Gary Wayne Hyde receives well-deserved honor

Nothing demonstrates local governments’ spirit of cooperation better than our Solid Waste operation. Lawrenceburg and Lawrence County became partners in waste disposal over 20 years ago, creating a program that is unique in Tennessee.

Did I mention award-winning? Our Solid Waste program won the 2015 Governor’s Environmental Stewardship Award because it surpassed the state’s goal for recycling ten years early. The operation and facilities were cover stories in Tennessee Public Works magazine’s July/August 2007 and September/October 2013 issues.

Then last Friday, Lawrenceburg/Lawrence County Solid Waste Director Gary Wayne Hyde was named Director of the Year at the Tennessee Solid Waste Directors Association’s fall conference.

I am so proud of Gary Wayne and the operation he handles “with poise and grace,” as Lawrenceburg Mayor Blake Lay put it. Solid waste disposal is one of the most necessary services local governments provide, but it’s too easily taken for granted and way too easy to criticize. Gary Wayne is the heart and brains behind our successful program, and I am thrilled he’s been recognized for his work.

That work started on the back of a city garbage truck in the early 80s, when he was 18 and his dad supervised Lawrenceburg’s sanitation operation. Calvin Hyde retired in 2000 after a 35+ year career, and his son was still there, a veteran of every kind of dirty work the job could throw at him.

Gary Wayne presented an idea for improvement before he became the department head himself, Lay said. The men who literally picked up city residents’ household garbage were constantly injuring themselves. Gary Wayne told Lay the city should buy residential carts that could be emptied by a mechanism on the garbage trucks. “He said it would pay for itself in three years, and it did.”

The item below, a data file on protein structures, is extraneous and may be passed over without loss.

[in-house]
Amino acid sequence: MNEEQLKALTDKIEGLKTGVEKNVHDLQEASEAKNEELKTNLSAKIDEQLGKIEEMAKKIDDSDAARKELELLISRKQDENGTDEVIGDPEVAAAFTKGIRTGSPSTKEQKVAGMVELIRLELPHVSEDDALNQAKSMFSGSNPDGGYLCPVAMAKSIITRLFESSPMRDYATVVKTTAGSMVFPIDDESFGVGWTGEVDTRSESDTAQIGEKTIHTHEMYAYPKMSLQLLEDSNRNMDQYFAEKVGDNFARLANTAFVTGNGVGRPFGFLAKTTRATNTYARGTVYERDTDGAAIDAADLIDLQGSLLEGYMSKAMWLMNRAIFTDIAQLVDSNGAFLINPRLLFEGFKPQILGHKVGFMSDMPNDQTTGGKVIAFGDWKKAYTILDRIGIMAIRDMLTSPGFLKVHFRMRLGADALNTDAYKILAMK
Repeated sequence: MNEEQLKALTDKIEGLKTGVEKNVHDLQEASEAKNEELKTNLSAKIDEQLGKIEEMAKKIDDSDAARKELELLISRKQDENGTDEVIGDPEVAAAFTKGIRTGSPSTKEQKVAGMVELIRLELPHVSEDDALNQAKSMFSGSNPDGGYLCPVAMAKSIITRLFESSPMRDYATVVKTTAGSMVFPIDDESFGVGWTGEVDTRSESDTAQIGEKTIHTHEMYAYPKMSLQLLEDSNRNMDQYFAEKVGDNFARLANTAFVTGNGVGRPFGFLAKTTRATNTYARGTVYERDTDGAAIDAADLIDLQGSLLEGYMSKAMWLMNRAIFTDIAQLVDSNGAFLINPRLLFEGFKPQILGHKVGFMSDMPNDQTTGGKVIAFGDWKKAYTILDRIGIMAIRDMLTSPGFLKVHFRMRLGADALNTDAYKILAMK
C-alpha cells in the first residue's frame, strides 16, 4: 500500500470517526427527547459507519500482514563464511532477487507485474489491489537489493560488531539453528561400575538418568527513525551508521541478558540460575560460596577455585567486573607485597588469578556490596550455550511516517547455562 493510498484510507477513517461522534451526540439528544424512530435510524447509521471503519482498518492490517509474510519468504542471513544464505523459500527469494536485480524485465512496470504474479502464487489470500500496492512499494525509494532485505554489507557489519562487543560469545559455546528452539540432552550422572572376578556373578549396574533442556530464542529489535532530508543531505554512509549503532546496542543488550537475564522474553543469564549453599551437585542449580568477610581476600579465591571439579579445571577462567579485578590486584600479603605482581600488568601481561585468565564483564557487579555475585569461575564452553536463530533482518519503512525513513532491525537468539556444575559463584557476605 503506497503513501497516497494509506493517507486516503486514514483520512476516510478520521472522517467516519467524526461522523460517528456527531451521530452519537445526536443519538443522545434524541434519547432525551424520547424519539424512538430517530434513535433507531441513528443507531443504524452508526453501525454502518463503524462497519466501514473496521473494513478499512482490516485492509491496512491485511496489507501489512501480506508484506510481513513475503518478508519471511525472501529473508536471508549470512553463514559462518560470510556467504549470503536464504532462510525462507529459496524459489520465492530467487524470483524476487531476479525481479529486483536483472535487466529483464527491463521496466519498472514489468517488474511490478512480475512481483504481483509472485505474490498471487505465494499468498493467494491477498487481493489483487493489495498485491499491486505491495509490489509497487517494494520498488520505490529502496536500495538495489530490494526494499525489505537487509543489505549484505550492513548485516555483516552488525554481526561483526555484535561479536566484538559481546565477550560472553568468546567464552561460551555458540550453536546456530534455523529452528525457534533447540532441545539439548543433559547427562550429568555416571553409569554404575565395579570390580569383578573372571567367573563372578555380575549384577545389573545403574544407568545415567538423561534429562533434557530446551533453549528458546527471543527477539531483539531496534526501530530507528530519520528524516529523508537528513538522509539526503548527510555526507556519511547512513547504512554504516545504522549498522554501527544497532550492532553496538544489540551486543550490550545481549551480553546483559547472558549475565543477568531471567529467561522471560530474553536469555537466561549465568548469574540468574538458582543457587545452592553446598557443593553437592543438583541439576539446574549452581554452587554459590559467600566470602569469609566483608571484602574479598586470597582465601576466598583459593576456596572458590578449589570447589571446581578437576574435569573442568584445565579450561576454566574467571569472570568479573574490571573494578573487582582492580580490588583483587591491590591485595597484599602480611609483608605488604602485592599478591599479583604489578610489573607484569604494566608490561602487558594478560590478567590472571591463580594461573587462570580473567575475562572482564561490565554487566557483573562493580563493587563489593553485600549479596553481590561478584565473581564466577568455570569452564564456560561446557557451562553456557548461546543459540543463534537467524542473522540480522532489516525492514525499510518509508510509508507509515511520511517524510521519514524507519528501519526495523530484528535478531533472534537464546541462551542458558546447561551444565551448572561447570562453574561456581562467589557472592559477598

The city has since purchased trucks that can lift and dump the carts, so the driver is the only employee required. It has also invested in new dumpsters and front-load trucks to lift and empty them, eliminating even more costs.

Lawrenceburg and Lawrence County formed its Solid Waste partnership when the state started requiring counties to have Solid Waste directors. We agreed to share equipment, facilities, and personnel, an arrangement that gets the job done and saves lots of money. Salary and benefit costs for the Director, Assistant Director, and Administrative Assistant are split 50/50; other employees there are employed by the city or county to manage each entity’s solid waste.

As Director, Gary Wayne oversees two closed garbage landfills and one demolition waste landfill, which are capped and monitored according to increasingly strict state guidelines. Lawrenceburg/Lawrence County got out of the garbage landfill business about two decades ago, and that’s when Solid Waste fees were instituted.

“The fee pays for transport and disposal of household garbage,” he explained. It’s all trucked to a landfill in Walnut, Mississippi, so the costs are considerable. Residents pay an additional fee for large items like mattresses because they take up extra room in those trucks and therefore cause additional expense. It’s worth noting that the county Solid Waste fee has remained the same for about 20 years, in spite of rising fuel and trucking costs.

Gary Wayne is recognized across the state as a leader in recycling. Early on he helped us win grant funds for a new baler, a “pick line” conveyor belt where a team of inmates sort recyclables, and the recycle drop-off buildings now located at county schools.  While we are on the subject, I promise we are working to find a way to reinstate recycling drop-off points in our community.

Last year, Lawrence County recycled 77% of its waste, sorting and selling bales of #1 and #2 plastics, mixed paper, cardboard, scrap metal, and aluminum. The recyclable market goes up and down; right now prices for cardboard are somewhat improved. Cardboard is our biggest recyclable by volume, primarily thanks to a route Solid Waste employees run five days a week to pick up waste cardboard at 150 local commercial and industrial businesses. A grant provided the box truck used exclusively on that route.

Gary Wayne is also responsible for development of new demolition landfill pods at Wildcat Ridge. One of four is set to open soon to accept construction and demolition waste. Each pod is projected to meet our community’s needs for 25 years.

Finally, Gary Wayne oversees litter crews that go out most weekdays to pick up trash from Lawrence County’s roadsides. Some trouble spots require more attention than others – the most notable was a 20-ton haul from an illegal dump on White Bluff Road. Others measuring in tons have been cleaned up at Iron City and the Fall River/Revilo area.



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